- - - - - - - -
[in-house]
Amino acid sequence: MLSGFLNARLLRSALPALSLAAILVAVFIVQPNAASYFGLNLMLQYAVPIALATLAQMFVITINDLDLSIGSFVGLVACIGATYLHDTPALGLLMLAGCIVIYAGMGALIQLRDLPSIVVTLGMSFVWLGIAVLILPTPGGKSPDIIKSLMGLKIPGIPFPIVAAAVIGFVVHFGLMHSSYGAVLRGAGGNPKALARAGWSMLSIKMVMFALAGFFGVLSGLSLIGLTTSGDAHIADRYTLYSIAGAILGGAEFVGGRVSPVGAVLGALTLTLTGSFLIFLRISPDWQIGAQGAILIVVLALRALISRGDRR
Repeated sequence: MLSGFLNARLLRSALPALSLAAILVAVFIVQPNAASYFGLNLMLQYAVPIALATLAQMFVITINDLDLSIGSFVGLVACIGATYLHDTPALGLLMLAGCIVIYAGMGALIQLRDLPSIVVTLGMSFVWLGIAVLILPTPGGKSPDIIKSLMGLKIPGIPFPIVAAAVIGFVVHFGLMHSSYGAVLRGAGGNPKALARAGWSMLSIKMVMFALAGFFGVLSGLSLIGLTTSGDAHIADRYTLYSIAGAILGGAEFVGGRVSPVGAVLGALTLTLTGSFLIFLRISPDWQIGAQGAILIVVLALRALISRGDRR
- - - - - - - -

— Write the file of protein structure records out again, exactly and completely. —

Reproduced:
[in-house]
Amino acid sequence: MLSGFLNARLLRSALPALSLAAILVAVFIVQPNAASYFGLNLMLQYAVPIALATLAQMFVITINDLDLSIGSFVGLVACIGATYLHDTPALGLLMLAGCIVIYAGMGALIQLRDLPSIVVTLGMSFVWLGIAVLILPTPGGKSPDIIKSLMGLKIPGIPFPIVAAAVIGFVVHFGLMHSSYGAVLRGAGGNPKALARAGWSMLSIKMVMFALAGFFGVLSGLSLIGLTTSGDAHIADRYTLYSIAGAILGGAEFVGGRVSPVGAVLGALTLTLTGSFLIFLRISPDWQIGAQGAILIVVLALRALISRGDRR
Repeated sequence: MLSGFLNARLLRSALPALSLAAILVAVFIVQPNAASYFGLNLMLQYAVPIALATLAQMFVITINDLDLSIGSFVGLVACIGATYLHDTPALGLLMLAGCIVIYAGMGALIQLRDLPSIVVTLGMSFVWLGIAVLILPTPGGKSPDIIKSLMGLKIPGIPFPIVAAAVIGFVVHFGLMHSSYGAVLRGAGGNPKALARAGWSMLSIKMVMFALAGFFGVLSGLSLIGLTTSGDAHIADRYTLYSIAGAILGGAEFVGGRVSPVGAVLGALTLTLTGSFLIFLRISPDWQIGAQGAILIVVLALRALISRGDRR